This might bring new meaning to the phrase: “shop ‘til you drop.”
Several outdoor and fitness retailers are beginning to serve beer and wine in their stores. It’s all part of the evolving brick-and-mortar “shopping experience,” with live events and perks that virtual shops can’t compete with.
The partnership between the local craft brewers and the outdoors is already a close one. New Belgium and Sierra Nevada advertise and sponsor many events for the active lifestyle set, including at Outdoor Retailer.
The trend of gear and beer is blossoming in Colorado and North Carolina: states known for craft brewers. Retailers willing to jump the hurdles of construction and alcohol permits report growth in both customer base and in sales.
The Hub, a bike shop and outdoor supplier in Pisgah Forest, N.C., added a bar with four taps five years ago. Now they have six taps, and a covered deck to accommodate more drinkers outside. “Weekend Days it’s standing room only. It’s packed in here for sure,” said co-owner Jordan Salman.
It’s something online retailers can’t provide: community. If that sounds like a stretch, consider the “buy local’ loyalty associated with craft beer drinkers.
“What was most interesting as a retailer wasn’t that you get people a little bit boozed up and they open their wallets…,” Salman said. “It’s that people that come in here develop a relationship with us and then they’re not buying on the Internet anymore.”
Initially concerned the bar could ruffle feathers in the community; Salman said she’s found outdoor enthusiasts aren’t offended by a beer or two. Serving sodas and juices makes it family friendly, too. To comply with alcohol laws, the bar is technically a private club called the Pisgah Tavern which requires a free membership. Members can take their beers outside, or sit at the bar overlooking the bike mechanics. “It’s a little bit of a distraction at times, but it’s good entertainment.”
The Hub sits next to a popular trail leading into Pisgah National Forest, making the store a prime destination to meet up and for a post-ride reward beer. Salman sees customers regularly instead of once a month, she said. And the customers aren’t the only benefactors. “Our employees have a shift beer at the end of the day… and split the tip jar.”
Not far away, in Asheville, N.C., Trent Thomas opened up the Conspiracy bar inside the well-established outfitter Black Dome Mountain Sports. He set up the bar at the windowed end of his long storefront so it was visible from the road. That was last December, and he’s already considering ways to expand concept by spring.
Black Dome’s location is more dependent on car traffic than foot traffic, and the bar acts as both a pit stop for commuters and meeting spot for groups. The bar hosts everything from birthday parties to fundraisers.”We’re definitely seeing customers that are new to us,” Thomas said. “I really cut back on our traditional advertising and the bar has more than made up for that.”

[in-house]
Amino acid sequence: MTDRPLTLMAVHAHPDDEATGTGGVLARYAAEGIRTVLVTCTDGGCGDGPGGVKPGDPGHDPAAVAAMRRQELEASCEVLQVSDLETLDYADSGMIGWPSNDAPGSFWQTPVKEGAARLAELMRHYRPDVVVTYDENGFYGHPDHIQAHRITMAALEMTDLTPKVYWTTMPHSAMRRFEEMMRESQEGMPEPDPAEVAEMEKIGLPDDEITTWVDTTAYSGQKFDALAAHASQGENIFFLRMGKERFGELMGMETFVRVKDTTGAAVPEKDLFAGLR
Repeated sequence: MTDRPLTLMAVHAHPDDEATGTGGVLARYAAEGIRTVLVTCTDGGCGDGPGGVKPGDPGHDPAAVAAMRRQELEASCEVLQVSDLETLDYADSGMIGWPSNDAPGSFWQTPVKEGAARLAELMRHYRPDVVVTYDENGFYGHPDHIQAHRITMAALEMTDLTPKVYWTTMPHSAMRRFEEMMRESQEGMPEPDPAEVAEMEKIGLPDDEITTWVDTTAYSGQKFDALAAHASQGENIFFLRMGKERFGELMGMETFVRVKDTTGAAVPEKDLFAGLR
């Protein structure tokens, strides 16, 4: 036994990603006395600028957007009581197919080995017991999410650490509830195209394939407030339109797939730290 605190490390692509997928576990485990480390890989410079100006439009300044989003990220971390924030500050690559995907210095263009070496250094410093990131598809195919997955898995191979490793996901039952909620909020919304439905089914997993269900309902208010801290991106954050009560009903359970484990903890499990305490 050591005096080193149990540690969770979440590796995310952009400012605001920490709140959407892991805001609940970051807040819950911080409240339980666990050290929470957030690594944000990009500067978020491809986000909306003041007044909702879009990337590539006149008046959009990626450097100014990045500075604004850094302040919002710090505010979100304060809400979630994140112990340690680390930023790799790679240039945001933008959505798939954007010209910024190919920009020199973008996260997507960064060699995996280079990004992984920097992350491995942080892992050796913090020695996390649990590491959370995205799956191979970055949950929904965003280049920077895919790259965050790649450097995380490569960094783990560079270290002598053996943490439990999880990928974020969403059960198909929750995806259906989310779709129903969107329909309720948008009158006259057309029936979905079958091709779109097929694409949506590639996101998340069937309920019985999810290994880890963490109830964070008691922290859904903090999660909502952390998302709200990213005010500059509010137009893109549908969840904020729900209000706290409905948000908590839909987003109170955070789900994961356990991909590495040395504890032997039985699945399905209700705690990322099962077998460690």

Conspiracy is its own business within the store, but both close at 7 p.m. Customers of the bar can browse with a beer in hand, though few do, Thomas said. The menu includes sandwiches and sides prepared by other companies, which meet the state alcohol requirements that allow him to also serve wine.
Thomas and his staff are big on selling half-beers, served in nine-ounce glasses, especially when pouring some of the heavier fare, like an 8-percent Imperial. It’s also an easier way to sample more beers from the area’s 20-plus microbreweries. Thomas said the portion size seems to be just right for a new type of customer he’s noticed: the kind who sit and enjoy a beer while their friend or spouse shops in the store.
For the owners of Shoes and Brews in Longmont, Colo., mixing running and beer has always been part of the plan. Some of the owners ran track and cross-country in college and would go out for beers afterward. They saw a niche, and opened the combo store last December.
Ashlee Velez, co-owner and accounts manager, said the two rooms are very much two different, specialized businesses that benefit one another. The running store is in the front of the store. The taproom is in back and has its own side entrance and outdoor patio area.
The mostly-glass dividing wall allows views of the other half, and access through one door. The separation keeps beer out of the running store, which isn’t permitted for alcohol, and allows the sides to keep different hours. The bar is open until 9 or 10 p.m. and they’ve discussed later hours. The 20 taps pour a revolving inventory of regional beers, often exclusive to the area, and they serve prepared foods.
The layout means people can approach the bar without passing through the running portion up front, and gives it its own identity, which Velez said attracts plenty of non-runners. The joint venture has already resulted in customer crossover. “It’s nice to see people from the brew side come in and getting shoes and fit from the running side,” Velez said. And for runners already set of the season, the bar is still a draw. “It’s an active community, so a runner is just as likely to come back after riding bikes on the nearby trail system.”